For years, casual basketball fans have suggested, typically with no small amount of derision, that you don’t really need to turn on an NBA game until the last few minutes of the fourth quarter. Now, in a bit of entrepreneurial jiu-jitsu, the NBA’s trying to turn that sentiment into a new revenue stream, offering the chance for fans to buy streaming access to crunch time of a live game for two bucks.
When the 2018-19 NBA season opens up on Oct. 16, “fans will have the ability to purchase a single game on NBA League Pass from the end of the third quarter to the conclusion of the game for $1.99,” the NBA announced on Thursday. The NBA has been offering single-game League Pass purchases for $6.99 for four seasons, but this represents the league’s first foray into slicing and dicing its packaging to allow fans to buy segments of games at reduced rates. The league also announced plans to expand the options — buying the final three quarters of a game, say, or just the first or second halves, at lower prices — “starting in early December.”
The NBA began taking steps down this path back in March, test-driving a push notification to subscribers to the league’s official app offering them to chance to check out the fourth quarter of a game between the Miami Heat and Oklahoma City Thunder — a competitive contest between two playoff squads happening away from the bright lights of national TV — without a full-scale subscription to the League Pass service:
Four days after floating that test balloon, the NBA announced that, in 2018-19, it would begin allowing fans “to purchase and watch live NBA games in-progress at a reduced price” through the NBA app, NBA.com and Turner Sports’ Bleacher Report Live app.
The idea, broadly: after providing diehards the chance to lock into full-season or month-by-month League Pass options that allow them to watch the out-of-market games for all 30 teams or just a chosen few, the NBA wanted to plant a flag in the streaming space that might help nudge more casual fans, or those who caught wind of a record-setting individual performance or thrilling comeback on social media, to pony up to see the #LeaguePassAlert moment they’re missing.
It’s a bet that a generation of fans that has grown comfortable with in-game/in-app/in-browser micro-transactions as a matter of course will be willing to plunk down a couple of bucks for a taste of game action straight from the league’s tap.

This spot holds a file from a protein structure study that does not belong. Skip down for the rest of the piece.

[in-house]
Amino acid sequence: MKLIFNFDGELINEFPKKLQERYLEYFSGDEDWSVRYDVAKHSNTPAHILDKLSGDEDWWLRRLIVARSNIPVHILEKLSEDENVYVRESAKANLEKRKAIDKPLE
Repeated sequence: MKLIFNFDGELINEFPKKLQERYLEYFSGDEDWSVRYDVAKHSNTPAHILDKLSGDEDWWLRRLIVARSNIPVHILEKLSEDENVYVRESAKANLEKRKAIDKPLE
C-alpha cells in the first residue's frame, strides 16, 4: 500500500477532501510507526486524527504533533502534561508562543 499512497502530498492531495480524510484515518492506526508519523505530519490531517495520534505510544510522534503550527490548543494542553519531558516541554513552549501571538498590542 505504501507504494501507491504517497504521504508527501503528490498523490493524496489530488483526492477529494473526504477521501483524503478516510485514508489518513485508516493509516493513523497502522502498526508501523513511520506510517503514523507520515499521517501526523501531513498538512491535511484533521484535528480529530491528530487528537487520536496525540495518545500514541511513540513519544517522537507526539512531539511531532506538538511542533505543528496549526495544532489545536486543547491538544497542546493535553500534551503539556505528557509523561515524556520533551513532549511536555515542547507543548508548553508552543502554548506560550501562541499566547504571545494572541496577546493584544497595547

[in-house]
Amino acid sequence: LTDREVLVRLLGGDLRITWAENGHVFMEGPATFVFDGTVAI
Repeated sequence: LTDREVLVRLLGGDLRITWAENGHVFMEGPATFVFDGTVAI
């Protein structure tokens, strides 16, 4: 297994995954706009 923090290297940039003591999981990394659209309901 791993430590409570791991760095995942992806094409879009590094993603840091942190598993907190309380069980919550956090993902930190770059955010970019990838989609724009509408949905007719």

“The new micro-transaction offerings on League Pass will deliver more customized experiences to meet the needs of NBA fans,” NBA commissioner Adam Silver said in the league’s Thursday statement. “Instead of waiting to watch highlights after a game, fans will be able to enjoy a portion of a game in real-time.”
The move represents the extension of an idea Silver’s been considering for more than a year, one he discussed during an appearance on a panel at the Consumer Electronics Show in Las Vegas in January 2017:
“Certainly we’re going from a place where it was one price for an entire season of games,” Silver said, referring to NBA LEAGUE PASS. “Now just in the last two years, we’ve made single games available. But I think you’re going to get to the point where somebody wants to watch the last five minutes of the game, and they go click, they’ll pay a set price for five minutes as opposed to what they would pay for two hours of the game. So I think you’re going to take the same great content, and you’re just going to make it that much more available to people who want it.”
Including, as ESPN’s Darren Rovell notes, a segment of interested observers to whom the NBA and other major American sports leagues are beginning to take steps to cater in a much larger way these days:
Not only will fans who have plans want to potentially purchase pieces of games, so too might gamblers, Silver acknowledged. For example, a bettor wants to see if his first-half spread covers.
Whether there’s a significant appetite for this service — especially among a cohort of digital-native fans that’s already getting those real-time highlights through a wide array of social media channels (including the league’s own) and that’s likely equally comfortable with/adept at seeking out an illegal stream of the game everyone’s talking about — remains to be seen.
But if the NBA can take a bite out of that market, well, that only expands its reach and puts more change in its pocket in the process; the overarching goal, as Turner president David Levy said in the league’s announcement, is to “drive consumption across all platforms.” That means leaving no stone unturned, no potential revenue stream left unexplored, and no portion of a game un-chopped and reheated to serve any fan struck by the fear of missing out.
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